L.A. Scene June ’09: Pride, Protests and Parties

 
 

The Dyke March and Truck Stop

Pride weekend in West Hollywood typically kicks off with the Dyke March. I’d never attended the Los Angeles event, but I had seen pictures from San Francisco, where it appeared as though all of my overly aggressive seventh grade classmates who had tried to murder me during dodgeball were now the topless riders of gleaming Harleys. 

The Weho march was predictably more tame. I got there for the tail end of the rally, just in time to hear that the Obama administration had decided to uphold the Defense of Marriage Act. So that was a buzz kill.

The attendees were mostly female, of all different ages and descriptions, some with children, many with signs relating to gay marriage, others with signs noting the power of their, uh, nether regions. The dykes on bikes were calmly parked to the side and one very nice lady let me take her picture before she and the others got some secret signal and the motorcycles roared to life, zooming down Santa Monica Boulevard.

They were followed by an elderly marching band, some women in a pink golf cart, several hundred Doc Martin and Converse clad people on foot, and several impractically shod femmes and drag-queens who were bringing up the rear in their platforms and stilettos.

There didn’t seem to be a clear destination point so most women marched until they identified a suitable watering hole and called it a day. Some folks, like comedian Jennie McNulty, marched all the way … to their cars. About an hour later the march made its way to West Hollywood Park for the obligatory after party.

I headed off for a quiet snack at a local café and was thinking of retiring for the evening. Silly moi. Naturally, that’s when a friend appeared wielding wristbands and before I could say “abracalesbian” I was sucked into the concrete vortex that is Here Lounge.

The Friday event at Here is called Truck Stop and is hosted by gal about town Charlene Borja of Gimme Sugar fame. As usual it was a mix of women from different parts of the Inland Empire, several Hollywood hipsters, a very tall woman with an unusually powerful handshake, and Michelle Wolfe.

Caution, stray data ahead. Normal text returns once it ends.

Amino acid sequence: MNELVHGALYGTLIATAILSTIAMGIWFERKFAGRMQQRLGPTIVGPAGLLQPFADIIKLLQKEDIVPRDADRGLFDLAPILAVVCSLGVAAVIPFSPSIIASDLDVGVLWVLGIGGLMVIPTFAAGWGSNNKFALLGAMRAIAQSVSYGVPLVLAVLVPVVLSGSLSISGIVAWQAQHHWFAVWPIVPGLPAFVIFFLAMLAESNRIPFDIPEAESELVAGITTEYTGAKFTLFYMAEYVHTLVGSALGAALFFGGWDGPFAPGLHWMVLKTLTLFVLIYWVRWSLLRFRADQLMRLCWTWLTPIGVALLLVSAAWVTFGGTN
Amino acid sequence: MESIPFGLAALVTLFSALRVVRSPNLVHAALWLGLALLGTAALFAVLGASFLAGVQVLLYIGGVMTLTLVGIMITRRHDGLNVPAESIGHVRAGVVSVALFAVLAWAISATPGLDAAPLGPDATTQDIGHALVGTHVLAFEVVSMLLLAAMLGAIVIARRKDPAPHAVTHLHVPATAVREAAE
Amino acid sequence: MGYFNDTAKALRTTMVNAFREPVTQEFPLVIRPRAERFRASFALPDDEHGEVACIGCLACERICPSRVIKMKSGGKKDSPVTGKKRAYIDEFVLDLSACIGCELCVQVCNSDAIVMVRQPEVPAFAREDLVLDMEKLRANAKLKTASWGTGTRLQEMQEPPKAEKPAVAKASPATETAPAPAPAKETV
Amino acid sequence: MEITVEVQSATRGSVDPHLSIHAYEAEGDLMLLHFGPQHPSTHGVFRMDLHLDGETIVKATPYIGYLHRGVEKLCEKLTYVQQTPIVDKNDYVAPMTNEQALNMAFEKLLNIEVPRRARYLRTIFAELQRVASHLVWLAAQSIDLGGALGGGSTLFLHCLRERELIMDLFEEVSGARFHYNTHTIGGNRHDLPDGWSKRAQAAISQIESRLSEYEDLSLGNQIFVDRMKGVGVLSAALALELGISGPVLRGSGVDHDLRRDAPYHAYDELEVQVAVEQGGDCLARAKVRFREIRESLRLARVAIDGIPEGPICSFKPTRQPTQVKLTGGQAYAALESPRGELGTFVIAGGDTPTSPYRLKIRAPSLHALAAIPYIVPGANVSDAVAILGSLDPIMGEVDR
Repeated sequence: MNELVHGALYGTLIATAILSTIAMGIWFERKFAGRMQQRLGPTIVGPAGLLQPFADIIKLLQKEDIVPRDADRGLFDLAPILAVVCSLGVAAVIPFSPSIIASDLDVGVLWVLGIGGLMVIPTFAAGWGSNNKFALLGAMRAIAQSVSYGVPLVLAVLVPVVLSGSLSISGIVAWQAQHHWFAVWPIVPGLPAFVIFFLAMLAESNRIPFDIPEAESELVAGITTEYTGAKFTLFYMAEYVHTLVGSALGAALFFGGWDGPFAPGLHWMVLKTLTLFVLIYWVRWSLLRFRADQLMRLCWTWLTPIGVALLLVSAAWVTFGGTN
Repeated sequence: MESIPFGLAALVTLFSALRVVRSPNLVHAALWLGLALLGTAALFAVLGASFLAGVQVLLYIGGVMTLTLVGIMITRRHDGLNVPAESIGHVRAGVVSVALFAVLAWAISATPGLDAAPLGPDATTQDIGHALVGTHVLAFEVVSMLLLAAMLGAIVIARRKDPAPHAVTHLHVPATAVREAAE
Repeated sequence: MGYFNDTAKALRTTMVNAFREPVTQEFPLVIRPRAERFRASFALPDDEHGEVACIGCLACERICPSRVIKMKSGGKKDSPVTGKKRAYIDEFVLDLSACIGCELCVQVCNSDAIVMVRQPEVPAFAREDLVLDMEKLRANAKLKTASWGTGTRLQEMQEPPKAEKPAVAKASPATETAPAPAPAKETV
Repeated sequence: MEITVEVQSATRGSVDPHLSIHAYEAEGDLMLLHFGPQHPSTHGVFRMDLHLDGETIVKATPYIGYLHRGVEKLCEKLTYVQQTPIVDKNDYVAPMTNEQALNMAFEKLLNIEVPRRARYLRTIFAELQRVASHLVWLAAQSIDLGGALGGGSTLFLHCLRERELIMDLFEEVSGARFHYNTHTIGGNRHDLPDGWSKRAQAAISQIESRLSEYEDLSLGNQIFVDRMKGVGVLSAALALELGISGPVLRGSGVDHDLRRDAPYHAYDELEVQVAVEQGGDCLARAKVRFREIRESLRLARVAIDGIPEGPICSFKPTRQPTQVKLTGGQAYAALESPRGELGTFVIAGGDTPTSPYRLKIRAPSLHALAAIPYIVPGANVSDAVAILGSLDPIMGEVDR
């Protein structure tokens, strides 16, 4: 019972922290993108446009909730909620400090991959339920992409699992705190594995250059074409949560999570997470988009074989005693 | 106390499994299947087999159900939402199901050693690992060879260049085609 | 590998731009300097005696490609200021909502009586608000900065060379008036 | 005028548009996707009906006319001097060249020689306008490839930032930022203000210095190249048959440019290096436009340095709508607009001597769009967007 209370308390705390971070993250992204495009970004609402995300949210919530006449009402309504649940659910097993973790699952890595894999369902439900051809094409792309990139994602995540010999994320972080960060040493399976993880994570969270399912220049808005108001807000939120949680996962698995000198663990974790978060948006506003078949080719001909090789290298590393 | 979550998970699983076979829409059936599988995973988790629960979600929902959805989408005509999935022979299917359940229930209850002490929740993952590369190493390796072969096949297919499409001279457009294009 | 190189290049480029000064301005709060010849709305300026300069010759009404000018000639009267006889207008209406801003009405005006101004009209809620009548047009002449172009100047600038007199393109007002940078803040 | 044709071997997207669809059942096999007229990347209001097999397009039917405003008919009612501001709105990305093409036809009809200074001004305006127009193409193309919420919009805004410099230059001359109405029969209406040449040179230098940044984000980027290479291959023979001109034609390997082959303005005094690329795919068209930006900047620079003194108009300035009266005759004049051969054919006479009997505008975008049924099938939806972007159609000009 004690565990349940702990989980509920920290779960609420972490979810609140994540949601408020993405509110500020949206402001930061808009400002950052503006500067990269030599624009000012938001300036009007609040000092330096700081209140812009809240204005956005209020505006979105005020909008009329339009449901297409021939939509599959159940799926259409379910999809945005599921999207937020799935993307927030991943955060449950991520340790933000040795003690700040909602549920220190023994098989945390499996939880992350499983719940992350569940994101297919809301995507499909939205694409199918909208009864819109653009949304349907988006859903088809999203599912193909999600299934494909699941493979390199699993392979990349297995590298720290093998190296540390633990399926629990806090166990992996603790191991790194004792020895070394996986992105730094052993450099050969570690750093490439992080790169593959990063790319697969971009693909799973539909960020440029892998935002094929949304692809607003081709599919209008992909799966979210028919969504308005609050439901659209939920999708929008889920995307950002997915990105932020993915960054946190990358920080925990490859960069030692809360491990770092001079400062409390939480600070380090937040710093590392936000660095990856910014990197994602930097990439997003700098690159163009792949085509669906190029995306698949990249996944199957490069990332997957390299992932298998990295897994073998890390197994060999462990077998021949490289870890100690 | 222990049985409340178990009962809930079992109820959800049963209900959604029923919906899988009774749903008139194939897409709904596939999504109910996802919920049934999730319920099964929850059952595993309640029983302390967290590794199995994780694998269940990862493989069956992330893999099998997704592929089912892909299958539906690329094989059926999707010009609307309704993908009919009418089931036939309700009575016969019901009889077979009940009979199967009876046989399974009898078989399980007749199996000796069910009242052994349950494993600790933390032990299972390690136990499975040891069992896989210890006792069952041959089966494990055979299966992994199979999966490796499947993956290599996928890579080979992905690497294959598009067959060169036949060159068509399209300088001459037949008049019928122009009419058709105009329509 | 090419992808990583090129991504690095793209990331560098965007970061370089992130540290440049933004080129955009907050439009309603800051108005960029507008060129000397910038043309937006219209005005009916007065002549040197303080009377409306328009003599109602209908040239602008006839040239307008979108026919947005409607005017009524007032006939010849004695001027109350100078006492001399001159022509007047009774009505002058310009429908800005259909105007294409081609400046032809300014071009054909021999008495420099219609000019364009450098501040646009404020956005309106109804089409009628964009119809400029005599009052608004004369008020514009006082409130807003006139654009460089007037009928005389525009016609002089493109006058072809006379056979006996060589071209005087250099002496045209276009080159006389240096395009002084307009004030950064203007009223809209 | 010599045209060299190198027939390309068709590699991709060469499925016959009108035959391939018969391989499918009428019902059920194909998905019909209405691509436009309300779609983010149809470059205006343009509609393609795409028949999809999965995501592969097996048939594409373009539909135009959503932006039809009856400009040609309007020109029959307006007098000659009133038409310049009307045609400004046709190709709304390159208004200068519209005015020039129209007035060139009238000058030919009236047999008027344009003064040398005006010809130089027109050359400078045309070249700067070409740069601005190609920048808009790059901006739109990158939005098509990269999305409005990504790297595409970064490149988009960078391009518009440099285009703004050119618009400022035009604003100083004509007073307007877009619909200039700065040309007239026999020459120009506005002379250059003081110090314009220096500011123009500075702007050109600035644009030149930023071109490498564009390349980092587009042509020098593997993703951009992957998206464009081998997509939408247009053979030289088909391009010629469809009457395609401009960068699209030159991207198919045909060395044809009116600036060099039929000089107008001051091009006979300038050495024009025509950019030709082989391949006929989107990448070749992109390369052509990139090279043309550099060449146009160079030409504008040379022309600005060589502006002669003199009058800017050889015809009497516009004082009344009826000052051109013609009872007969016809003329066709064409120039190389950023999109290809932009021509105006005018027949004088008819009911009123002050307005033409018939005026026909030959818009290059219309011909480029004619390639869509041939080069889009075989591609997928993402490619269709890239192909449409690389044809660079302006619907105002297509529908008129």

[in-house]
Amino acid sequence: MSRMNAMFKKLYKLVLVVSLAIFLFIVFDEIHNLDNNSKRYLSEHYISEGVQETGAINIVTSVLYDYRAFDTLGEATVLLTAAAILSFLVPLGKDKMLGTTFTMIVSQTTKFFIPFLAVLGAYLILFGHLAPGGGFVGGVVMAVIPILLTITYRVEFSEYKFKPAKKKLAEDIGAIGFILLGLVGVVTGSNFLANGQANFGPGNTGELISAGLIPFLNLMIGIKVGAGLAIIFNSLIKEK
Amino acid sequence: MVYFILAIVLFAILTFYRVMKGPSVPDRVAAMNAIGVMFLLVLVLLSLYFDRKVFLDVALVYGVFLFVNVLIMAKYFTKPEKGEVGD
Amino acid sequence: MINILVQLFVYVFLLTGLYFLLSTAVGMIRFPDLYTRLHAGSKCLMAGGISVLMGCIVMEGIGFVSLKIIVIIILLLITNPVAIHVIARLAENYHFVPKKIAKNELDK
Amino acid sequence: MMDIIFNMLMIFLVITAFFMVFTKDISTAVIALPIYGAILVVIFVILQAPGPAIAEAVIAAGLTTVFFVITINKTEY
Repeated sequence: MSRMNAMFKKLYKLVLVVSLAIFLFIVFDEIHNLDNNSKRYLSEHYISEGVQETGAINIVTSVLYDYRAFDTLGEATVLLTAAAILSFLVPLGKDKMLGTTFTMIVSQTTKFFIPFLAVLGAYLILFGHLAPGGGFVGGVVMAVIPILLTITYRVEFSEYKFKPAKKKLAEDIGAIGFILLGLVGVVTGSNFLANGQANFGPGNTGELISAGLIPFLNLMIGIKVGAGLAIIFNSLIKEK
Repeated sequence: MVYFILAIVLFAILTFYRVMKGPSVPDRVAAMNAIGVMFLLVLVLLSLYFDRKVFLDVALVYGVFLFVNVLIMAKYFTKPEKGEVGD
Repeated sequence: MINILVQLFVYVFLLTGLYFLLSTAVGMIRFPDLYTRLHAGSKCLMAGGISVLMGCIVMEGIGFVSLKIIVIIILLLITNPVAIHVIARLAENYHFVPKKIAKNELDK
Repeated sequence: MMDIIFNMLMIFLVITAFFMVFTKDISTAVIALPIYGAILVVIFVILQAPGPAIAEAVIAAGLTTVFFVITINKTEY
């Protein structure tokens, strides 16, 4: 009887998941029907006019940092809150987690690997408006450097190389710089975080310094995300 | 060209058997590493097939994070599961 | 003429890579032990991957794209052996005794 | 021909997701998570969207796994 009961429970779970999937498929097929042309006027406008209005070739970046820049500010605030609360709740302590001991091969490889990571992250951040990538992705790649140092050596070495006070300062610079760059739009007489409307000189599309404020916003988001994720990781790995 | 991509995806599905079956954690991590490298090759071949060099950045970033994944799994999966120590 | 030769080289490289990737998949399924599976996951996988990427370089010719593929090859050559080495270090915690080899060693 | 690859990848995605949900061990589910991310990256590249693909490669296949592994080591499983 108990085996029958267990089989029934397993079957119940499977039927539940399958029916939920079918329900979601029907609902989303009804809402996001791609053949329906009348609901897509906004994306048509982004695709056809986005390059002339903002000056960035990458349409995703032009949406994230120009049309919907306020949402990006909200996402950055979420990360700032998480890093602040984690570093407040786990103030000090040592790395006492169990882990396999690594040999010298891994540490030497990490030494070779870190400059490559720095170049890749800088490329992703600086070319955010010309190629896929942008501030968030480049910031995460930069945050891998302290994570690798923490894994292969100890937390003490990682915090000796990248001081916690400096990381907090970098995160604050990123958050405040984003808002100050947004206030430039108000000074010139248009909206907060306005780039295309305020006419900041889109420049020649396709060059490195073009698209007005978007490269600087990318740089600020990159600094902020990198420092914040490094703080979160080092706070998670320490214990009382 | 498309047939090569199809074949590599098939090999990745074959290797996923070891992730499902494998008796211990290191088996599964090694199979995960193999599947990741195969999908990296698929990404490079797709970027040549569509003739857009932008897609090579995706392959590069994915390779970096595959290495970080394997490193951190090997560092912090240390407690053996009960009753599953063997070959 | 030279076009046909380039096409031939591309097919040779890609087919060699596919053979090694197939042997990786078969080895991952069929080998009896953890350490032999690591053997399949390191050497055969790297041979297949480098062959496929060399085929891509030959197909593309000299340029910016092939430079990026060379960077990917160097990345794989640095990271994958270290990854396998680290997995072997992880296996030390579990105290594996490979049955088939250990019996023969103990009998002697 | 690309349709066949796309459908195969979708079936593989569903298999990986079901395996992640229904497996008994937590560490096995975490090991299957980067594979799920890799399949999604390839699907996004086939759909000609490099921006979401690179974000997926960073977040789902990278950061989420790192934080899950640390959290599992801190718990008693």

The dance floor sees more action than at other events and is unavoidable as it’s what separates the bar from the bathroom. Every so often a siren blares and you hear Charlene on the mic beckoning, “LAAADIIIIIEEEES” and everyone goes running to watch the go-go dancers/bartenders gyrate on the bar. It sounds like a fire engine or a nuclear disaster alarm and it never ceases to terrify me. Honestly, I don’t get it. Is there actually something to witness or is this just a Pavlovian response? Maybe if you run fast enough you win your very own stripper?

The bar is supposed to look stark and modern … you know, like a parking lot. If you get there early you can secure comfy outside seating amidst the artificial trees. If you get there late you have to stand in line for ages.

The music is great, particularly when D.J. Saratonin spins. The interior is somewhat plush, with plenty of VIP booths available in case you don’t want to speak to anyone other than your friends and your living room is just too quiet and inexpensive.

One of my barely of legal drinking age friends showed up late and I tried to chat with her. Unfortunately she’d had a long night and kept throwing up behind one of the fake trees. Obviously, it was time to go.

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